SocialismToday           Socialist Party magazine

Issue 79, November 2003

Reclaiming Labour: if not now, when?

THE BOURNEMOUTH conference was certainly the most difficult for Tony Blair since Labour came to power in 1997. The leadership was defeated on policy motions on foundation hospitals and pensions. A constitutional amendment was passed allowing future conferences to debate eight ‘contemporary resolutions’ – four each from the unions and Constituency Labour Parties (CLPs) – instead of the current limit of four. If that rule had operated this year the conference would have debated opposition resolutions on Iraq and university tuition fees. Overall, more conference floor defeats were inflicted on Tony Blair this year than in his previous nine years as party leader.

This was the product of a more organised attempt at collaboration between ‘awkward squad’ trade union leaders to use what remains of the (formerly dominant) position the unions occupy within the Labour Party structures – a majority of constituency delegates actually voted against the amendment to give CLPs more chance to get resolutions debated! The big unions ensured it was four union-sponsored motions that were selected in the ‘contemporary resolutions’ conference ballot. However, because the Rail, Maritime and Transport workers union (RMT) anti-war emergency resolution was reportedly not backed by the GMB and AMICUS unions, the war was not debated.

After the 15 February mass anti-war demonstration, veteran left-winger Tony Benn spoke of "a crunch time" for Tony Blair. He could "now either be the leader of the Labour Party or leader of the war party". (The Guardian, 17 February) Alan Simpson, secretary of the Socialist Campaign Group of Labour MPs, anticipated "a movement in the Labour Party to indict him". Instead of an indictment of Blair, however, or even a debate, delegates gave a standing ovation to ‘fraternal greetings’ in praise of the ‘war on terror’ from the US-imposed ‘president’ of Afghanistan, Hamid Karzai.

Alongside their efforts to seek – in vain – differences of substance between Gordon Brown and Tony Blair, the failure to ensure a debate on the war shows the limits to how far some of the union leaders are prepared to go to ‘reclaim Labour’. It is one thing to secure symbolic conference victories on specific policy issues – which will anyway be ignored as was last year’s resolution for an independent review of the government’s private finance initiative (PFI) method of funding public services. It is another thing to launch a real struggle, to ideologically and organisationally take on the parliamentary leadership and its supporters in the party, and effectively re-create the Labour Party – with the left unions at its core – out of the present shell.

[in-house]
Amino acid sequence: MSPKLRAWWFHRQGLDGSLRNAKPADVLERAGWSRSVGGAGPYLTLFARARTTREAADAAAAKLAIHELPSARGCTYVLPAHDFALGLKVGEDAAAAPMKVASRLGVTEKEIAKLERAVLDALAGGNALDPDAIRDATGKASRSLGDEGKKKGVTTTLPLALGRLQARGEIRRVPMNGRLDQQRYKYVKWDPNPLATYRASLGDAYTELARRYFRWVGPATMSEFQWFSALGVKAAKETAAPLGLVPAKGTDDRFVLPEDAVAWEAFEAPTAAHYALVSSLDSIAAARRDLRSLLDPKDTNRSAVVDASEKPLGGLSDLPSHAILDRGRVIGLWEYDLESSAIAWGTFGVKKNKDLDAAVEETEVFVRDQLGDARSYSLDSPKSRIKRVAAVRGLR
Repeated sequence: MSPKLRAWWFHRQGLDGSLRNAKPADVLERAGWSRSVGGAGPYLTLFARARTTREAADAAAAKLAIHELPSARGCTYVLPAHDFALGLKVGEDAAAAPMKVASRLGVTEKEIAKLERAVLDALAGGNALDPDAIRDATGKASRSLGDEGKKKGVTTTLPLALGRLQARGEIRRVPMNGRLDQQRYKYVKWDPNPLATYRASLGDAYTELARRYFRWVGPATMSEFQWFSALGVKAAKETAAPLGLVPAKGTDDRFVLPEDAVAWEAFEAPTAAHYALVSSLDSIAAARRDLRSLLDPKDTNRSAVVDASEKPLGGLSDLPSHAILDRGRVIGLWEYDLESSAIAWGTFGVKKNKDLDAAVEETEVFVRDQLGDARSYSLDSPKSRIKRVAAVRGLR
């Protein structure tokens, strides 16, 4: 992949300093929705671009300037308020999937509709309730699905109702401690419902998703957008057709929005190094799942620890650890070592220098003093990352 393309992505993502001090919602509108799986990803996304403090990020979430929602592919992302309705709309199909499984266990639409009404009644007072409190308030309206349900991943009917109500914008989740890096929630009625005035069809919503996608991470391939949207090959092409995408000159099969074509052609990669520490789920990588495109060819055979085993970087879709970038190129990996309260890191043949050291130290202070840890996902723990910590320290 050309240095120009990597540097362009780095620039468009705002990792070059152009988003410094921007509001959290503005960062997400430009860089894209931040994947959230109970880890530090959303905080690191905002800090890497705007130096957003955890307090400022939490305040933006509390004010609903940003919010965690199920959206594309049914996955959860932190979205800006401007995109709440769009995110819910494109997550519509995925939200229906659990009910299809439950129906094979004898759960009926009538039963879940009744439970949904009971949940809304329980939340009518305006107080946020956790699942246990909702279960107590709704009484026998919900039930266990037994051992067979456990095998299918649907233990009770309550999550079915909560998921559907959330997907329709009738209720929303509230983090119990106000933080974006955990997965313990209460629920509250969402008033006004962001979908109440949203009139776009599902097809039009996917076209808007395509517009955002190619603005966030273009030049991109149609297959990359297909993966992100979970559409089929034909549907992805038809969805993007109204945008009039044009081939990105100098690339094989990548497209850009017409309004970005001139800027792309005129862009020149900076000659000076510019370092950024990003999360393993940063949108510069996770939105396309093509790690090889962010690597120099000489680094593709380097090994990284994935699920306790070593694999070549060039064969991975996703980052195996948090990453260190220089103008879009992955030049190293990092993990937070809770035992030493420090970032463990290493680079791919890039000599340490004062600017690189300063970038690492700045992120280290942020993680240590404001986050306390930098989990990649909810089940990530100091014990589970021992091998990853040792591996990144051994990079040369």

Outside of the formal conference proceedings, a fringe meeting was jointly organised by five big union affiliates – AMICUS, the Communication Workers Union (CWU), UNISON, and the TGWU and GMB general unions – to announce a campaign to ‘Get Labour Back’. But this was not, as inaccurately reported in The Guardian (2 October), a meeting "to launch the so-called Labour Representation Committee (LRC)", an attempt to re-create the coalition of trade unions and socialist activists which established the Labour Party in 1906, in a parallel organisation to the moribund official New Labour structures. That is a project being promoted by Mick Rix, the former general secretary of the train drivers’ union, ASLEF, and John McDonnell MP, chair of the Socialist Campaign Group. The latter sees an ‘LRC’ as a vital organisational step given that "the party members and trade unionists who have attended the numerous conferences, rallies and meetings under the banner of ‘reclaim’ or ‘save’ the party are increasingly frustrated at our failure to move this agenda forward". (Labour Left Briefing, October 2003) But while general appeals were made at the ‘Get Labour Back’ meeting to revive union delegations to CLPs, there was no sign of a serious organised drive.